February 27, 2015 / The Atlantic's Citylab
Matthew Niederhauser
With its second annual Biennale, Dharavi finds itself being taken seriously as an arts destination.
February 24, 2015 / Untold Stories
Kenneth R. Weiss
Before feeling the full brunt of rising seas, the Kiribati people eke out a life on narrow ribbons of land exposed to waves, wind and tide. There's no room for retreat surrounded by the Pacific Ocean...
Image by Kenneth R. Weiss. Kiribati, 2014.
February 22, 2015 /
Kenneth R. Weiss
As the low-lying island nation of Kiribati edges closer to a climate change end game, what will happen to its people, its territory, its sovereignty?
February 20, 2015 / Untold Stories
Katherine Blunt
An increased demand for high-quality, certified coffee has changed the way it is grown in western Guatemala and improved the lives of those who pick and sell coffee cherries.
February 20, 2015 / Untold Stories
Katherine Blunt
A program committed to expanding economic opportunities for indigenous women in San Juan la Laguna has helped many artisans learn to sell their products online.
February 19, 2015 / GlobalPost
Dan Grossman
Alberta's Fort Chipewyan is experiencing an unusual incidence of a rare form of cancer. Its fish are showing up with odd deformities. Could these incidents be caused by the tar sands mines upstream?
February 16, 2015 / Untold Stories
Guillaume Bonn
Turkana County, an ancient and long-neglected region of Kenya, has suddenly become an area of interest after millions of barrels worth of oil reserves were found under its surface.
January 29, 2015 / Foreign Policy
Kenneth R. Weiss
A migrant farmer from the tiny island nation of Kiribati is a test case for determining whether millions of people, pushed from their homes by climate change, will be acknowledged –– or forgotten.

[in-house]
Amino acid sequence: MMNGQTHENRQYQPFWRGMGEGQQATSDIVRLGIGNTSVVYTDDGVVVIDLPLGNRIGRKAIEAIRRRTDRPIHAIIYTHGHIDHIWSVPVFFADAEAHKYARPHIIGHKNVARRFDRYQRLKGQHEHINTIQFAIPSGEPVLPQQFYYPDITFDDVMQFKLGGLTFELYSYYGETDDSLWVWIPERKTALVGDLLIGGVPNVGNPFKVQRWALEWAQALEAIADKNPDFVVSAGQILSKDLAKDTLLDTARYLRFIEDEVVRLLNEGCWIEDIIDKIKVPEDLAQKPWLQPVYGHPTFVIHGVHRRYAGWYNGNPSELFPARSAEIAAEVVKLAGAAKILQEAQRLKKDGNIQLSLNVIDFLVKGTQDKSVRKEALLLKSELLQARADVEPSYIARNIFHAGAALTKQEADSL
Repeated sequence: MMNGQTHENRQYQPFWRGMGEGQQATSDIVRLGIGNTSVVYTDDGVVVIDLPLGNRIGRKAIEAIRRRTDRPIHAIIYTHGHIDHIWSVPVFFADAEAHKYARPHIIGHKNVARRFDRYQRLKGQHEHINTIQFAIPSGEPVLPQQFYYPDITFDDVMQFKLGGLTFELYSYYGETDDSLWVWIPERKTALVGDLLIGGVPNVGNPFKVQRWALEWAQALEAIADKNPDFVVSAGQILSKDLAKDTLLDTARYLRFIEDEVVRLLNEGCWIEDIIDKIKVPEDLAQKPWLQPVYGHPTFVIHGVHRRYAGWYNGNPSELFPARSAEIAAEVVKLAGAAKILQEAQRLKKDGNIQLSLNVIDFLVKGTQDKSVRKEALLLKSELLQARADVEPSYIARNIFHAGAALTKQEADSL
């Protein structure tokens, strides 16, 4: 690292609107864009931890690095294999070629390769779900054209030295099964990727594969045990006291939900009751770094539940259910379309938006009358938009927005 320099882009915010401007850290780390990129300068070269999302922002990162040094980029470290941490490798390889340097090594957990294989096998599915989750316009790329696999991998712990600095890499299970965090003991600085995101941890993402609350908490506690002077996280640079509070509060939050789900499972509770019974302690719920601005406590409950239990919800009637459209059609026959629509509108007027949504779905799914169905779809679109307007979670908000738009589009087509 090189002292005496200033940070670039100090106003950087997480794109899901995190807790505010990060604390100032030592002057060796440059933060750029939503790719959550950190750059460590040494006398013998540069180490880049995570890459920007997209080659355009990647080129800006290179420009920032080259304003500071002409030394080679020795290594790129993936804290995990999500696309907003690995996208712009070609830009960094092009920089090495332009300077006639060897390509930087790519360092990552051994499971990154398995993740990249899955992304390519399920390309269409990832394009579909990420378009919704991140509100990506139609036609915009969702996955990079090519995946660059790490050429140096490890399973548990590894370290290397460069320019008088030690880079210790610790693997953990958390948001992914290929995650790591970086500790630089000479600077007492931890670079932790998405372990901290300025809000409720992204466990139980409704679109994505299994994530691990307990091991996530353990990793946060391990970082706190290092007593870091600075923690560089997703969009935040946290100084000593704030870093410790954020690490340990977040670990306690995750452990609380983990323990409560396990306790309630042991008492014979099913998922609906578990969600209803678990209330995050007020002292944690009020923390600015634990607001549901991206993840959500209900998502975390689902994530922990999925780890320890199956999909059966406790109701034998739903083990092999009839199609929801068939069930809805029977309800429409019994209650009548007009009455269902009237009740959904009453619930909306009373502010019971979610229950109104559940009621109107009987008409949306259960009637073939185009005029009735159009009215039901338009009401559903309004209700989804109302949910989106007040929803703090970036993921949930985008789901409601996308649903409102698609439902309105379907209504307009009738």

January 28, 2015 / National Geographic
Amy Maxmen
How poverty, density, and fragmentation in Sierra Leone's capital city fueled the spread of the deadly Ebola virus.
January 26, 2015
Tom Hundley, Kenneth R. Weiss
As the low-lying island nation of Kiribati edges closer to a climate change end game, what will happen to its people, its territory, its sovereignty?
January 25, 2015 / Triad Business Journal
Justin Catanoso
Leaders in the U.S., the European Union and Australia, as well as China and India—the leading carbon emitters—will always be conflicted in fighting climate change. But mayors? Far less so.
January 20, 2015
Katherine Blunt
Organic and fair trade coffee producers in the Western Highlands of Guatemala can earn more than conventional growers. This project explores the costs and benefits of obtaining these certifications.
January 19, 2015 / National Geographic
Allison Shelley
Photojournalist Allison Shelley documented Haiti for a year after the 2010 quake. She went back this month to check on rebuilding progress.

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